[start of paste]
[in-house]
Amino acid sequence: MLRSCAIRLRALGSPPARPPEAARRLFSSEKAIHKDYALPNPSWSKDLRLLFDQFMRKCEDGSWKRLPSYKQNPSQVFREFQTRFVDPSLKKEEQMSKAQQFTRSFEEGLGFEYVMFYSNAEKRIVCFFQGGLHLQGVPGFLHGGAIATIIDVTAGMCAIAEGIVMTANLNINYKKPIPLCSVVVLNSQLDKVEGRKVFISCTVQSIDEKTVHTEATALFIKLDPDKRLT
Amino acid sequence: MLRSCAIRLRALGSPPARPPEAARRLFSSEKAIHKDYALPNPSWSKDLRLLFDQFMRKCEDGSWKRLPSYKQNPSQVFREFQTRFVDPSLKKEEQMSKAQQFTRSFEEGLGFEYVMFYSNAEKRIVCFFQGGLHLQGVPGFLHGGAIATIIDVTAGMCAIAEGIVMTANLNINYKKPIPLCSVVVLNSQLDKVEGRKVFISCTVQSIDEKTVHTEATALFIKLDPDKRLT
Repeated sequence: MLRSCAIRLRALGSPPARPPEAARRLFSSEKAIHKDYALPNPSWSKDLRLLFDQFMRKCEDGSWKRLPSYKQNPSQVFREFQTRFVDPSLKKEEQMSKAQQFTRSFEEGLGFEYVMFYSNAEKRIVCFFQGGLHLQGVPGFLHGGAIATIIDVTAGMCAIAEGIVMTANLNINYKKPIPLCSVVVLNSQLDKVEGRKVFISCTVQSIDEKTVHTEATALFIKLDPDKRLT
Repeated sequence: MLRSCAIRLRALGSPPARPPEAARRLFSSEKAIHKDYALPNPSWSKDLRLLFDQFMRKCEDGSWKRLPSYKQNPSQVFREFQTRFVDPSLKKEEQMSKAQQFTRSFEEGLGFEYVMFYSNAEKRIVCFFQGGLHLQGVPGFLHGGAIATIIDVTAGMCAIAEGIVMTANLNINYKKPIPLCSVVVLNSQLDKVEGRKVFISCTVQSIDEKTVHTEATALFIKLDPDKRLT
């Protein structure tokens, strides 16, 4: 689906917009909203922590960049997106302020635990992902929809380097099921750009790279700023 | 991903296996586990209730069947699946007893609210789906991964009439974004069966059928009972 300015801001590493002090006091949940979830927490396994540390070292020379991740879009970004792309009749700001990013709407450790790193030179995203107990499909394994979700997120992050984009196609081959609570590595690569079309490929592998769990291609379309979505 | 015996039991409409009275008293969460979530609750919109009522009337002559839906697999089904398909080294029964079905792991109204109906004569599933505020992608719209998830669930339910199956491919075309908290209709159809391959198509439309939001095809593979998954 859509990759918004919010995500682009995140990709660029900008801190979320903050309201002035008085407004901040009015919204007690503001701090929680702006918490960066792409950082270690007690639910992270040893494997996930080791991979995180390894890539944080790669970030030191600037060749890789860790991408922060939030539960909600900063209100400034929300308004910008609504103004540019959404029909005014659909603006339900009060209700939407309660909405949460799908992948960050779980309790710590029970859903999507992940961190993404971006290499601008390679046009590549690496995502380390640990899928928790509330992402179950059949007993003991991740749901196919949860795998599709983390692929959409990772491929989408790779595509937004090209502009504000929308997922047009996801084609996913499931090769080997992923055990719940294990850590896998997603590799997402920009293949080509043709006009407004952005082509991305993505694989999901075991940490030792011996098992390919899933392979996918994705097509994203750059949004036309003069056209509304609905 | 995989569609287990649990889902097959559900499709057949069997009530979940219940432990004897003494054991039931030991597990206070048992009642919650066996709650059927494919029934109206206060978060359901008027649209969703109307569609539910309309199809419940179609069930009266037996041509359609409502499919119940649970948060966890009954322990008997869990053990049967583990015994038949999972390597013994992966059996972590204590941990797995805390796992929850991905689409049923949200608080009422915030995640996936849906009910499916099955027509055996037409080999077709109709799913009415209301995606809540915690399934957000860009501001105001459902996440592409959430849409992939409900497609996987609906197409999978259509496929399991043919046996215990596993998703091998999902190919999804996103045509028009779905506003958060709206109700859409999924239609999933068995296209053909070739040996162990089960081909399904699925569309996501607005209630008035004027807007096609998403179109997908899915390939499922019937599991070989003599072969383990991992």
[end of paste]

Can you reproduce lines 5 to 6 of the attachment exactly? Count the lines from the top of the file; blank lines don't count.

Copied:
Repeated sequence: MLRSCAIRLRALGSPPARPPEAARRLFSSEKAIHKDYALPNPSWSKDLRLLFDQFMRKCEDGSWKRLPSYKQNPSQVFREFQTRFVDPSLKKEEQMSKAQQFTRSFEEGLGFEYVMFYSNAEKRIVCFFQGGLHLQGVPGFLHGGAIATIIDVTAGMCAIAEGIVMTANLNINYKKPIPLCSVVVLNSQLDKVEGRKVFISCTVQSIDEKTVHTEATALFIKLDPDKRLT
């Protein structure tokens, strides 16, 4: 689906917009909203922590960049997106302020635990992902929809380097099921750009790279700023 | 991903296996586990209730069947699946007893609210789906991964009439974004069966059928009972 300015801001590493002090006091949940979830927490396994540390070292020379991740879009970004792309009749700001990013709407450790790193030179995203107990499909394994979700997120992050984009196609081959609570590595690569079309490929592998769990291609379309979505 | 015996039991409409009275008293969460979530609750919109009522009337002559839906697999089904398909080294029964079905792991109204109906004569599933505020992608719209998830669930339910199956491919075309908290209709159809391959198509439309939001095809593979998954 859509990759918004919010995500682009995140990709660029900008801190979320903050309201002035008085407004901040009015919204007690503001701090929680702006918490960066792409950082270690007690639910992270040893494997996930080791991979995180390894890539944080790669970030030191600037060749890789860790991408922060939030539960909600900063209100400034929300308004910008609504103004540019959404029909005014659909603006339900009060209700939407309660909405949460799908992948960050779980309790710590029970859903999507992940961190993404971006290499601008390679046009590549690496995502380390640990899928928790509330992402179950059949007993003991991740749901196919949860795998599709983390692929959409990772491929989408790779595509937004090209502009504000929308997922047009996801084609996913499931090769080997992923055990719940294990850590896998997603590799997402920009293949080509043709006009407004952005082509991305993505694989999901075991940490030792011996098992390919899933392979996918994705097509994203750059949004036309003069056209509304609905 | 995989569609287990649990889902097959559900499709057949069997009530979940219940432990004897003494054991039931030991597990206070048992009642919650066996709650059927494919029934109206206060978060359901008027649209969703109307569609539910309309199809419940179609069930009266037996041509359609409502499919119940649970948060966890009954322990008997869990053990049967583990015994038949999972390597013994992966059996972590204590941990797995805390796992929850991905689409049923949200608080009422915030995640996936849906009910499916099955027509055996037409080999077709109709799913009415209301995606809540915690399934957000860009501001105001459902996440592409959430849409992939409900497609996987609906197409999978259509496929399991043919046996215990596993998703091998999902190919999804996103045509028009779905506003958060709206109700859409999924239609999933068995296209053909070739040996162990089960081909399904699925569309996501607005209630008035004027807007096609998403179109997908899915390939499922019937599991070989003599072969383990991992």